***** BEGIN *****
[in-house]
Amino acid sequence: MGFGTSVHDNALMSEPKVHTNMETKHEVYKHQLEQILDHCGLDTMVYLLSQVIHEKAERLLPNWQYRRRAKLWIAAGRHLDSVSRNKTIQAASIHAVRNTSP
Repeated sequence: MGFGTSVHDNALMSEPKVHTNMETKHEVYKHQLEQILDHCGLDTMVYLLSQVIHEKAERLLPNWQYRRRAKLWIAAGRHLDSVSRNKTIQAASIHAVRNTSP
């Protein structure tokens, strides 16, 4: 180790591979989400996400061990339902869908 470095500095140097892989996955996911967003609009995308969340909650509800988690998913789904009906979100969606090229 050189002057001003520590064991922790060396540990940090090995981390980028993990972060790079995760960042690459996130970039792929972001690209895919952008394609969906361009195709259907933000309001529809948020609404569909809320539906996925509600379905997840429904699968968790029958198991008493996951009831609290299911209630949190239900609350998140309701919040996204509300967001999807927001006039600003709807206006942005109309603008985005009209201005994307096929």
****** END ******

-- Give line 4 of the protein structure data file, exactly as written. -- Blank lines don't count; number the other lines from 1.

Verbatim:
């Protein structure tokens, strides 16, 4: 180790591979989400996400061990339902869908 470095500095140097892989996955996911967003609009995308969340909650509800988690998913789904009906979100969606090229 050189002057001003520590064991922790060396540990940090090995981390980028993990972060790079995760960042690459996130970039792929972001690209895919952008394609969906361009195709259907933000309001529809948020609404569909809320539906996925509600379905997840429904699968968790029958198991008493996951009831609290299911209630949190239900609350998140309701919040996204509300967001999807927001006039600003709807206006942005109309603008985005009209201005994307096929």